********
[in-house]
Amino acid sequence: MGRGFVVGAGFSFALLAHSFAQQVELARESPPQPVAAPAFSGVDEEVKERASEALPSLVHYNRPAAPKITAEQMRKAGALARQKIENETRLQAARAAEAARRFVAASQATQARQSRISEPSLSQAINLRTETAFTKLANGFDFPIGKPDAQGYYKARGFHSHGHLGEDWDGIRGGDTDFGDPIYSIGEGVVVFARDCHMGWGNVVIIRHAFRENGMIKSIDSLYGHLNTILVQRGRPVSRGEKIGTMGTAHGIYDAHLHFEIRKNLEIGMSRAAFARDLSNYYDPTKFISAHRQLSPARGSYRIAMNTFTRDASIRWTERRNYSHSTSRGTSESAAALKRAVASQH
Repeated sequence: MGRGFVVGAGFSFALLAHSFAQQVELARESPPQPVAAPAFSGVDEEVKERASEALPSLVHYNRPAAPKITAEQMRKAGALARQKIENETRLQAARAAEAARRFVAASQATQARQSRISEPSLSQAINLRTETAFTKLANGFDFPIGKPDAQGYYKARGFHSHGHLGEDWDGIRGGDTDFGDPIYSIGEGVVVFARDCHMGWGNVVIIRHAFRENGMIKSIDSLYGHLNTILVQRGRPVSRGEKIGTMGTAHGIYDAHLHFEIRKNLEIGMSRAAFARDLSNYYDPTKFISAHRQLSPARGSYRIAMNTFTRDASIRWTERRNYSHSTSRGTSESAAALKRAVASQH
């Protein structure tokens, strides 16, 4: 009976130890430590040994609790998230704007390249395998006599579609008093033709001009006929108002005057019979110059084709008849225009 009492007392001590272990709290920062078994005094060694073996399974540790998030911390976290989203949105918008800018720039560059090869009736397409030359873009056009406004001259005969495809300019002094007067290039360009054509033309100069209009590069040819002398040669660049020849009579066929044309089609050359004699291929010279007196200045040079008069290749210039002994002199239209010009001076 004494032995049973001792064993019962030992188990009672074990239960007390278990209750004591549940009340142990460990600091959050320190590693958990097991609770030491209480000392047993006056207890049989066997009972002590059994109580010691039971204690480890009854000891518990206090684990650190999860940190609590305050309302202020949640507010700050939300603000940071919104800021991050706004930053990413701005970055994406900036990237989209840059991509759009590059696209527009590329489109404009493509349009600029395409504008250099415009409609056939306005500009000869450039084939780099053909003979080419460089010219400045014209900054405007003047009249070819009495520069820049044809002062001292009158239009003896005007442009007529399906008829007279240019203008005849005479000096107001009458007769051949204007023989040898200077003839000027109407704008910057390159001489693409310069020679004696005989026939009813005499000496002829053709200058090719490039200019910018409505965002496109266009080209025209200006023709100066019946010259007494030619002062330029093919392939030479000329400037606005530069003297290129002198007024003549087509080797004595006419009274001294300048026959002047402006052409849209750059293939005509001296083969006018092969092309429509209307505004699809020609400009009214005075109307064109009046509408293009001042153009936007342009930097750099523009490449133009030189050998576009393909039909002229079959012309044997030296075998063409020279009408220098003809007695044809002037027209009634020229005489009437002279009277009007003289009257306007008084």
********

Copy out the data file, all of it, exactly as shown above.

[in-house]
Amino acid sequence: MGRGFVVGAGFSFALLAHSFAQQVELARESPPQPVAAPAFSGVDEEVKERASEALPSLVHYNRPAAPKITAEQMRKAGALARQKIENETRLQAARAAEAARRFVAASQATQARQSRISEPSLSQAINLRTETAFTKLANGFDFPIGKPDAQGYYKARGFHSHGHLGEDWDGIRGGDTDFGDPIYSIGEGVVVFARDCHMGWGNVVIIRHAFRENGMIKSIDSLYGHLNTILVQRGRPVSRGEKIGTMGTAHGIYDAHLHFEIRKNLEIGMSRAAFARDLSNYYDPTKFISAHRQLSPARGSYRIAMNTFTRDASIRWTERRNYSHSTSRGTSESAAALKRAVASQH
Repeated sequence: MGRGFVVGAGFSFALLAHSFAQQVELARESPPQPVAAPAFSGVDEEVKERASEALPSLVHYNRPAAPKITAEQMRKAGALARQKIENETRLQAARAAEAARRFVAASQATQARQSRISEPSLSQAINLRTETAFTKLANGFDFPIGKPDAQGYYKARGFHSHGHLGEDWDGIRGGDTDFGDPIYSIGEGVVVFARDCHMGWGNVVIIRHAFRENGMIKSIDSLYGHLNTILVQRGRPVSRGEKIGTMGTAHGIYDAHLHFEIRKNLEIGMSRAAFARDLSNYYDPTKFISAHRQLSPARGSYRIAMNTFTRDASIRWTERRNYSHSTSRGTSESAAALKRAVASQH
């Protein structure tokens, strides 16, 4: 009976130890430590040994609790998230704007390249395998006599579609008093033709001009006929108002005057019979110059084709008849225009 009492007392001590272990709290920062078994005094060694073996399974540790998030911390976290989203949105918008800018720039560059090869009736397409030359873009056009406004001259005969495809300019002094007067290039360009054509033309100069209009590069040819002398040669660049020849009579066929044309089609050359004699291929010279007196200045040079008069290749210039002994002199239209010009001076 004494032995049973001792064993019962030992188990009672074990239960007390278990209750004591549940009340142990460990600091959050320190590693958990097991609770030491209480000392047993006056207890049989066997009972002590059994109580010691039971204690480890009854000891518990206090684990650190999860940190609590305050309302202020949640507010700050939300603000940071919104800021991050706004930053990413701005970055994406900036990237989209840059991509759009590059696209527009590329489109404009493509349009600029395409504008250099415009409609056939306005500009000869450039084939780099053909003979080419460089010219400045014209900054405007003047009249070819009495520069820049044809002062001292009158239009003896005007442009007529399906008829007279240019203008005849005479000096107001009458007769051949204007023989040898200077003839000027109407704008910057390159001489693409310069020679004696005989026939009813005499000496002829053709200058090719490039200019910018409505965002496109266009080209025209200006023709100066019946010259007494030619002062330029093919392939030479000329400037606005530069003297290129002198007024003549087509080797004595006419009274001294300048026959002047402006052409849209750059293939005509001296083969006018092969092309429509209307505004699809020609400009009214005075109307064109009046509408293009001042153009936007342009930097750099523009490449133009030189050998576009393909039909002229079959012309044997030296075998063409020279009408220098003809007695044809002037027209009634020229005489009437002279009277009007003289009257306007008084």